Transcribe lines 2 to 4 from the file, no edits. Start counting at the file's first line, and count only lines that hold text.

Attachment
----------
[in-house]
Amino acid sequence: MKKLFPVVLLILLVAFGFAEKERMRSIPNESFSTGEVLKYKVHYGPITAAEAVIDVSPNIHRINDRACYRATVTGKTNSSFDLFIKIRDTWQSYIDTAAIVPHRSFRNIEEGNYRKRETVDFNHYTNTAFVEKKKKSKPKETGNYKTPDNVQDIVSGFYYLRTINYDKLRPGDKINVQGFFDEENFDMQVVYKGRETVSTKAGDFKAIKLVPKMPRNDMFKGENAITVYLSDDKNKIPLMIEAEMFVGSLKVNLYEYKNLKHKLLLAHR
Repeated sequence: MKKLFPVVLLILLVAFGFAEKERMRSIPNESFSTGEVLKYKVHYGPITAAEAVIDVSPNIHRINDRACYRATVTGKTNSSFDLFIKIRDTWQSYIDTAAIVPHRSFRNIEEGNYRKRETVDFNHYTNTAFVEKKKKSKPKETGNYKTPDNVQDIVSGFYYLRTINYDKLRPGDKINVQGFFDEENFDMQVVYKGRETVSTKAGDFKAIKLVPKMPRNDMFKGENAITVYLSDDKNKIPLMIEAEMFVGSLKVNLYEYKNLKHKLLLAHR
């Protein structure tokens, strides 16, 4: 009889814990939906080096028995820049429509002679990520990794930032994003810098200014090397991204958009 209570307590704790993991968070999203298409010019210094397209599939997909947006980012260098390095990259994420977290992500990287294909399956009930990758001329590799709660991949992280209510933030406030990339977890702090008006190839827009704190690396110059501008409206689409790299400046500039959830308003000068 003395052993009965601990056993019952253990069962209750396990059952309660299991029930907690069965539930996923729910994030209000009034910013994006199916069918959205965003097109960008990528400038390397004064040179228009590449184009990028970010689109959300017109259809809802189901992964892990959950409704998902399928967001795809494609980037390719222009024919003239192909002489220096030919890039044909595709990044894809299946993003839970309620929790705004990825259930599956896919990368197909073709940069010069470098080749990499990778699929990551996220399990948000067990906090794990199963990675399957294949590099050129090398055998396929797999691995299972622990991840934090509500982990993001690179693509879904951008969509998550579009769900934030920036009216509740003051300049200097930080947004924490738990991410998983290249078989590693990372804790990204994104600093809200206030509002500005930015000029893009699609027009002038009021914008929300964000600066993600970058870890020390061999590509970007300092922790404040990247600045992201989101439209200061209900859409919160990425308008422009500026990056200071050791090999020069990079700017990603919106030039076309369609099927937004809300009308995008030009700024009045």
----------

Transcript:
Amino acid sequence: MKKLFPVVLLILLVAFGFAEKERMRSIPNESFSTGEVLKYKVHYGPITAAEAVIDVSPNIHRINDRACYRATVTGKTNSSFDLFIKIRDTWQSYIDTAAIVPHRSFRNIEEGNYRKRETVDFNHYTNTAFVEKKKKSKPKETGNYKTPDNVQDIVSGFYYLRTINYDKLRPGDKINVQGFFDEENFDMQVVYKGRETVSTKAGDFKAIKLVPKMPRNDMFKGENAITVYLSDDKNKIPLMIEAEMFVGSLKVNLYEYKNLKHKLLLAHR
Repeated sequence: MKKLFPVVLLILLVAFGFAEKERMRSIPNESFSTGEVLKYKVHYGPITAAEAVIDVSPNIHRINDRACYRATVTGKTNSSFDLFIKIRDTWQSYIDTAAIVPHRSFRNIEEGNYRKRETVDFNHYTNTAFVEKKKKSKPKETGNYKTPDNVQDIVSGFYYLRTINYDKLRPGDKINVQGFFDEENFDMQVVYKGRETVSTKAGDFKAIKLVPKMPRNDMFKGENAITVYLSDDKNKIPLMIEAEMFVGSLKVNLYEYKNLKHKLLLAHR
């Protein structure tokens, strides 16, 4: 009889814990939906080096028995820049429509002679990520990794930032994003810098200014090397991204958009 209570307590704790993991968070999203298409010019210094397209599939997909947006980012260098390095990259994420977290992500990287294909399956009930990758001329590799709660991949992280209510933030406030990339977890702090008006190839827009704190690396110059501008409206689409790299400046500039959830308003000068 003395052993009965601990056993019952253990069962209750396990059952309660299991029930907690069965539930996923729910994030209000009034910013994006199916069918959205965003097109960008990528400038390397004064040179228009590449184009990028970010689109959300017109259809809802189901992964892990959950409704998902399928967001795809494609980037390719222009024919003239192909002489220096030919890039044909595709990044894809299946993003839970309620929790705004990825259930599956896919990368197909073709940069010069470098080749990499990778699929990551996220399990948000067990906090794990199963990675399957294949590099050129090398055998396929797999691995299972622990991840934090509500982990993001690179693509879904951008969509998550579009769900934030920036009216509740003051300049200097930080947004924490738990991410998983290249078989590693990372804790990204994104600093809200206030509002500005930015000029893009699609027009002038009021914008929300964000600066993600970058870890020390061999590509970007300092922790404040990247600045992201989101439209200061209900859409919160990425308008422009500026990056200071050791090999020069990079700017990603919106030039076309369609099927937004809300009308995008030009700024009045």